Arizona Senate To Take Up Early Voting Restrictions
By Howard Fischer
Capitol Media Services
PHOENIX -- Republican senators are moving on two front to erect new hurdles in the path of those who want to vote early.
On a party-line vote, GOP senators on Monday decided to scrap existing laws which determine the validity of early ballots based solely on county election workers matching their signatures on the envelopes with what's on file.
Instead, they would need to provide an affidavit with their date of birth and and the number of a state drive's license, identification card or tribal enrollment card.
No such identification? Voters would have to send a copy of any other federal state or locally issued ID card.
And if they don't have that?
The proposal by Sen. J.D. Mesnard, R-Chandler, gets more complicated.
First, there's the need for someone's voter registration number.
"Raise your hand if you know your voter registration number,'' said Sen. Sean Bowie, D-Tempe.
But that isn't enough. Then they have to enclosed an actual physical copy of something with their actual address like a utility bill, vehicle registration form, property tax statement or a bank statement dated within the past 90 days.
Monday's vote on SB 1713 is just part of the GOP plan to make it more difficult to cast an early ballot.
Waiting in the wings for Senate debate is a proposal by Sen. David Gowan, R-Sierra Vista, which he already pushed out of the Appropriations Committee which would give early voters less time to make a decision.
First, it would chop five days off the front end before early ballots have to be mailed out. Under his legislation, they could not be mailed out more than 22 days ahead of an election, down from 27 days. And even if people had previously requested an early ballot, it might not be sent out until 19 days before the election; current law mandates they go out at least 24 days.
That, however, is only half of it.
Right now any ballot delivered by the post office by 7 p.m. on Election Day gets counted.
Gowan's SB 1593, however, says any ballot not actually postmarked by the prior Thursday is discarded -- even if it shows up before close of business on Election Day.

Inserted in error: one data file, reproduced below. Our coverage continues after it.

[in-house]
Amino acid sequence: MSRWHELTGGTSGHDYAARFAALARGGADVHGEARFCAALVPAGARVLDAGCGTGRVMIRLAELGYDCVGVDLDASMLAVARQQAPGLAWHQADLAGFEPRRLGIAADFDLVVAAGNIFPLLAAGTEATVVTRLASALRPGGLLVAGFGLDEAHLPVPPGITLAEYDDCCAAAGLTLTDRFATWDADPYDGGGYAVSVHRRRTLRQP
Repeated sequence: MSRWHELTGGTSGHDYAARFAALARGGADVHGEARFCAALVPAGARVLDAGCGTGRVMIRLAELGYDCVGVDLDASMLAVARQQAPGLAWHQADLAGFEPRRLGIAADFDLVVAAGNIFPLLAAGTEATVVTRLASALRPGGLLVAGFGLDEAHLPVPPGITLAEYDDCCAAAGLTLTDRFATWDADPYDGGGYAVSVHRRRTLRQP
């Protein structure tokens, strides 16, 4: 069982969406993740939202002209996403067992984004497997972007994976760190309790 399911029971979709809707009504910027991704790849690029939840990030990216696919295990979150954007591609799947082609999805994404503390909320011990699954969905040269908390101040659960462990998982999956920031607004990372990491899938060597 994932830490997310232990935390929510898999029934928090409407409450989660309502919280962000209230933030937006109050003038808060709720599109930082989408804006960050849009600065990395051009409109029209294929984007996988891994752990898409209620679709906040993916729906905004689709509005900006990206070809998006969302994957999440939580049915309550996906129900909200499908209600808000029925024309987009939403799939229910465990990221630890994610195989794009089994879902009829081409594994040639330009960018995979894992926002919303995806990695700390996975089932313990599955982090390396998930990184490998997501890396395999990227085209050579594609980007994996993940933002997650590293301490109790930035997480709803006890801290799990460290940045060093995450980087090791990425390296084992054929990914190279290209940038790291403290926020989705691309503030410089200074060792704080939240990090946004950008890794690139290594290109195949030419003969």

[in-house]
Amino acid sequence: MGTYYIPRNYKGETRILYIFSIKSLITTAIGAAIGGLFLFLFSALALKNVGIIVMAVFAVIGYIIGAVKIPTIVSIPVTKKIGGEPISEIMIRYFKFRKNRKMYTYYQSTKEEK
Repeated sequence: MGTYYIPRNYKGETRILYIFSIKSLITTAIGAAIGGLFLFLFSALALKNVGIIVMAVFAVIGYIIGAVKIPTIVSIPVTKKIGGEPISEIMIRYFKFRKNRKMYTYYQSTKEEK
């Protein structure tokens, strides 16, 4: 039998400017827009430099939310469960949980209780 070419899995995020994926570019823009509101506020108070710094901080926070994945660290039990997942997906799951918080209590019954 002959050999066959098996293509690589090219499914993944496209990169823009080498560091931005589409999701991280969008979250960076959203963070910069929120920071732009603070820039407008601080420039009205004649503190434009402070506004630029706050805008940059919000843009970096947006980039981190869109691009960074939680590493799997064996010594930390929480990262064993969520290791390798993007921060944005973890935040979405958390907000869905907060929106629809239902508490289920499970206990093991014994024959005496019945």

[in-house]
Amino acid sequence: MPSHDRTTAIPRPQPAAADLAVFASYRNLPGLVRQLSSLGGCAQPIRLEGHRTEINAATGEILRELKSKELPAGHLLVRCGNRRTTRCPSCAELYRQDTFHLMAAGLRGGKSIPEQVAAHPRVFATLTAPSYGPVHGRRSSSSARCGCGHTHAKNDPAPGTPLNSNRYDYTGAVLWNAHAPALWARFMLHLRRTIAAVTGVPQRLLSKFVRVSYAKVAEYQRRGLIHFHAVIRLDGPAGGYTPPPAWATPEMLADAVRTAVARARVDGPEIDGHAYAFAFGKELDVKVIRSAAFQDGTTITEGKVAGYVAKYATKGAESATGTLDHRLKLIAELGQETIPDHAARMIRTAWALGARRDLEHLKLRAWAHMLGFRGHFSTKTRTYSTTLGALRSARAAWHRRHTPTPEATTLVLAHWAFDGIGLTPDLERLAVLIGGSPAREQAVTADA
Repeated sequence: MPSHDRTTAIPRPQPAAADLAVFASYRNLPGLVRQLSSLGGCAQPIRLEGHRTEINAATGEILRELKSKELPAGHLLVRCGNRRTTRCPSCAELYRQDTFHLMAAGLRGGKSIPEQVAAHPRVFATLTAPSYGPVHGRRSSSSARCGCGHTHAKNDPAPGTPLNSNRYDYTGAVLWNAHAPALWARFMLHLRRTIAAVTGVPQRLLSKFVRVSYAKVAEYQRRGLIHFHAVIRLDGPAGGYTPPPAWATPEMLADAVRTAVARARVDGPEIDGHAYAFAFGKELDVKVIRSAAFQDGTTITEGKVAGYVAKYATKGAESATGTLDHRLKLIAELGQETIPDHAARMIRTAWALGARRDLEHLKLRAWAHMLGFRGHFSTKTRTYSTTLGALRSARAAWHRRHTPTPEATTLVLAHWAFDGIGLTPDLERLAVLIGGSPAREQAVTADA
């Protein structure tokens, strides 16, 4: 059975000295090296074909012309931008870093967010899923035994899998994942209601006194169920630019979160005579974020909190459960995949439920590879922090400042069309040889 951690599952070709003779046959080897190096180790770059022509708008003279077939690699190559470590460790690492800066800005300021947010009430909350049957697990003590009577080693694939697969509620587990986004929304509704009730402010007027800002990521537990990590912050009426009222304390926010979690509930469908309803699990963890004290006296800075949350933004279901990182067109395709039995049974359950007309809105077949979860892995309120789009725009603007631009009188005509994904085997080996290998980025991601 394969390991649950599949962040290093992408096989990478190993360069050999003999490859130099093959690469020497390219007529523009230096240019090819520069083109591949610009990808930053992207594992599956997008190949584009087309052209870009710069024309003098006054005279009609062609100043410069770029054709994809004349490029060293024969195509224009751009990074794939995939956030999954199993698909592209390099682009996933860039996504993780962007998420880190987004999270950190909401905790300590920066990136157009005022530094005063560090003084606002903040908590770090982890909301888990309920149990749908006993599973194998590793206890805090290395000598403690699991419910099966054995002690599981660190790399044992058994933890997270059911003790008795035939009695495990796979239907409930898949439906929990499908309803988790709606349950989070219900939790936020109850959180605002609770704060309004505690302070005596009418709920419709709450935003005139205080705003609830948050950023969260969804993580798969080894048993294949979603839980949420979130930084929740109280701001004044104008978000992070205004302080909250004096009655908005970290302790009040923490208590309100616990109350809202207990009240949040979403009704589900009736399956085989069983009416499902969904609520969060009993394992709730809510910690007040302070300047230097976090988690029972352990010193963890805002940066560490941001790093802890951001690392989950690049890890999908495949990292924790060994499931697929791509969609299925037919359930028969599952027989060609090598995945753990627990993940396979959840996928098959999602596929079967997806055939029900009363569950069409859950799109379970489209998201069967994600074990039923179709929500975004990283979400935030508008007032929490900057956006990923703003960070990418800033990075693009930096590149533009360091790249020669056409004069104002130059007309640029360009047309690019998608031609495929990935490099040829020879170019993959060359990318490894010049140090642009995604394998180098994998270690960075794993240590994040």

Nothing in Gowan's bill precludes a voter from taking that early ballot to a polling place on Election Day, turning it in and instead getting a regular ballot.
But there is no longer the option for those who tend to wait until the last minute to give that early ballot to a neighbor to take the the pols. A 2016 law pushed through by Republican legislators makes it a felony for voters who can't get to a polling place to give it to most others.
The two are just part of what has been a sustained effort by Republicans to change the rules following the returns which showed Joe Biden outpolling Donald Trump in Arizona, a result that some have refused to accept as valid.
Proponents say all they're trying to do is ensure election integrity. That's why the Senate, also on a party-line vote on Mnday, gave $1 million to Attorney General Mark Brnovich he can use to investigate election fraud.
Several of the Democrats, however, said they see something even more nefarious than politics in the motives. They said that the measures, taken together and separately, have a disparate effect on the ability of minorities to vote as they may not have a driver's license and the same access to things like copy machines and printers to make copies of required documents.
"These are voter suppression bills,'' said Sen. Sally Ann Gonzales, D-Tucson.
That brought an angry reaction from Sen. Michelle Ugenti-Rita, R-Scottsdale, who said that amounts to saying that Republicans are racists.
She said the new forms of ID don't disenfranchise anyone. And she said nothing in legislation is crafted to apply solely to one group.
But Sen. Kirsten Engel, D-Tucson, said that misstates the situation -- and federal law.
She pointed out that courts have voided otherwise "facially neutral'' law if they have a disproportionate impact on minorities.
"They are what they are,'' said Gonzales of the effects of the legislation. "They are election suppression bills.''
And she said the reason is because Republicans fear the fact that by 2030 Hispanics will be the majority in Arizona.
Senate Minority Leader Rebecca Rios, D-Phoenix, was more blunt.
"Sometimes the truth hurts,'' she said of the GOP efforts.
But Sen. J.D. Mesnard, R-Chandler, who crafted the new requirements for mail-in voting, said he sees nothing wrong with providing some extra security to ensure that the votes received come from the people who were supposed to get those ballots.
Still, Mesnard said he will make some further changes when the bill now goes to the House to ease some of those requirement.
Gowan said his bill to trim the amount of time to get an early ballot back is designed to help out county recorders. He said having early ballots showing up at the last minute means they are busy processing those ballots that come in by mail when they should be working on dealing with the polling places on Election Day "so we can have an election that is counted soon instead of weeks like we've been seeing.''
Bowie, during committee debate on the measure, said that still doesn't answer the other half of the question: Why delay having those ballots going out to voters in the first place?
Gowan defended the move, saying it should still give people enough time to make a decision, even with the new earlier deadline to drop it in the mail.
"I presume most people are going to make that decision in two weeks,'' he said. "I'm sure that people would prepare themselves in anticipation of that early ballot coming.''
Sen Ruben Navarrete, D-Phoenix, was unconvinced.
"It really hurts too many Arizonans who are relying on this system,'' he said.